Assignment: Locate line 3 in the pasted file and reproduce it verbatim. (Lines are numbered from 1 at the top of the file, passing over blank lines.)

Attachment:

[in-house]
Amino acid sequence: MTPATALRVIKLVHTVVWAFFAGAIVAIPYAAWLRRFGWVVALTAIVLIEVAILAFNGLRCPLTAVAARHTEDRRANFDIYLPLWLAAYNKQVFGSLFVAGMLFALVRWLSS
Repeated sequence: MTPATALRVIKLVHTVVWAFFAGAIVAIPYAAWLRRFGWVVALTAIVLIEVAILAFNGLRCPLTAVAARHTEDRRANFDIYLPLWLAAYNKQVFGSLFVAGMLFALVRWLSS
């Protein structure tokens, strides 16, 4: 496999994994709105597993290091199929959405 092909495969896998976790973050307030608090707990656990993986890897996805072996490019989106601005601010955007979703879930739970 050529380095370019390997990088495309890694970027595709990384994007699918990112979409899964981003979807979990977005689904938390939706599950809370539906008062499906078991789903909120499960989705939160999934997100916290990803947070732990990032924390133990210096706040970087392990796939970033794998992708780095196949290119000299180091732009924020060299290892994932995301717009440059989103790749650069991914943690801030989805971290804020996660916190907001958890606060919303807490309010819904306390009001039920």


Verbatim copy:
Repeated sequence: MTPATALRVIKLVHTVVWAFFAGAIVAIPYAAWLRRFGWVVALTAIVLIEVAILAFNGLRCPLTAVAARHTEDRRANFDIYLPLWLAAYNKQVFGSLFVAGMLFALVRWLSS